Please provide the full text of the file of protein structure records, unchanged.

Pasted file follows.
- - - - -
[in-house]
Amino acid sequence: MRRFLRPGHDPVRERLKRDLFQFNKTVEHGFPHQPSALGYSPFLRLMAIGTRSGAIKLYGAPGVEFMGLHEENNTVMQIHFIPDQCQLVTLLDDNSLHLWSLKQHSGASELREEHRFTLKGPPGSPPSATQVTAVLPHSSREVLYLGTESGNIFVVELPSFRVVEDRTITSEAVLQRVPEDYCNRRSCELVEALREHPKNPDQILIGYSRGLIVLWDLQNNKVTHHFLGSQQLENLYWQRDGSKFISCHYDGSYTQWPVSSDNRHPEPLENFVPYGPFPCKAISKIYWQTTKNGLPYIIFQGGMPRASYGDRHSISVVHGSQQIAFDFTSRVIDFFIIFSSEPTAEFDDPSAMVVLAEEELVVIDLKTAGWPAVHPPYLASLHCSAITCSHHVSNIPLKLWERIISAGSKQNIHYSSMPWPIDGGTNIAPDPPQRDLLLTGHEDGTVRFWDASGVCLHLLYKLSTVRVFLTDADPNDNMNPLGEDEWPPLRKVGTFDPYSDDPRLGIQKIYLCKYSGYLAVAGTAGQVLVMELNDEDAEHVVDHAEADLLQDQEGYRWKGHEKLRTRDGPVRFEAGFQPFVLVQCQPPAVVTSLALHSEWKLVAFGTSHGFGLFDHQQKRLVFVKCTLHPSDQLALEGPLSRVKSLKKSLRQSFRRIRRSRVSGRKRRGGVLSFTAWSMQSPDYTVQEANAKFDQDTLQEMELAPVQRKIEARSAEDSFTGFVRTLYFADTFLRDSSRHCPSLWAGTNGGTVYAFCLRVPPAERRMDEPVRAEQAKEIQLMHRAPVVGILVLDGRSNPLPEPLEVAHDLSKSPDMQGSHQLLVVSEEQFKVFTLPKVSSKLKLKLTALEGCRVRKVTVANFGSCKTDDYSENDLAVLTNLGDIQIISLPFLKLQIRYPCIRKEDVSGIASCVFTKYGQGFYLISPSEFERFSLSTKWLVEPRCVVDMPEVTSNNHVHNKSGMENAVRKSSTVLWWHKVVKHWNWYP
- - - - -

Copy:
[in-house]
Amino acid sequence: MRRFLRPGHDPVRERLKRDLFQFNKTVEHGFPHQPSALGYSPFLRLMAIGTRSGAIKLYGAPGVEFMGLHEENNTVMQIHFIPDQCQLVTLLDDNSLHLWSLKQHSGASELREEHRFTLKGPPGSPPSATQVTAVLPHSSREVLYLGTESGNIFVVELPSFRVVEDRTITSEAVLQRVPEDYCNRRSCELVEALREHPKNPDQILIGYSRGLIVLWDLQNNKVTHHFLGSQQLENLYWQRDGSKFISCHYDGSYTQWPVSSDNRHPEPLENFVPYGPFPCKAISKIYWQTTKNGLPYIIFQGGMPRASYGDRHSISVVHGSQQIAFDFTSRVIDFFIIFSSEPTAEFDDPSAMVVLAEEELVVIDLKTAGWPAVHPPYLASLHCSAITCSHHVSNIPLKLWERIISAGSKQNIHYSSMPWPIDGGTNIAPDPPQRDLLLTGHEDGTVRFWDASGVCLHLLYKLSTVRVFLTDADPNDNMNPLGEDEWPPLRKVGTFDPYSDDPRLGIQKIYLCKYSGYLAVAGTAGQVLVMELNDEDAEHVVDHAEADLLQDQEGYRWKGHEKLRTRDGPVRFEAGFQPFVLVQCQPPAVVTSLALHSEWKLVAFGTSHGFGLFDHQQKRLVFVKCTLHPSDQLALEGPLSRVKSLKKSLRQSFRRIRRSRVSGRKRRGGVLSFTAWSMQSPDYTVQEANAKFDQDTLQEMELAPVQRKIEARSAEDSFTGFVRTLYFADTFLRDSSRHCPSLWAGTNGGTVYAFCLRVPPAERRMDEPVRAEQAKEIQLMHRAPVVGILVLDGRSNPLPEPLEVAHDLSKSPDMQGSHQLLVVSEEQFKVFTLPKVSSKLKLKLTALEGCRVRKVTVANFGSCKTDDYSENDLAVLTNLGDIQIISLPFLKLQIRYPCIRKEDVSGIASCVFTKYGQGFYLISPSEFERFSLSTKWLVEPRCVVDMPEVTSNNHVHNKSGMENAVRKSSTVLWWHKVVKHWNWYP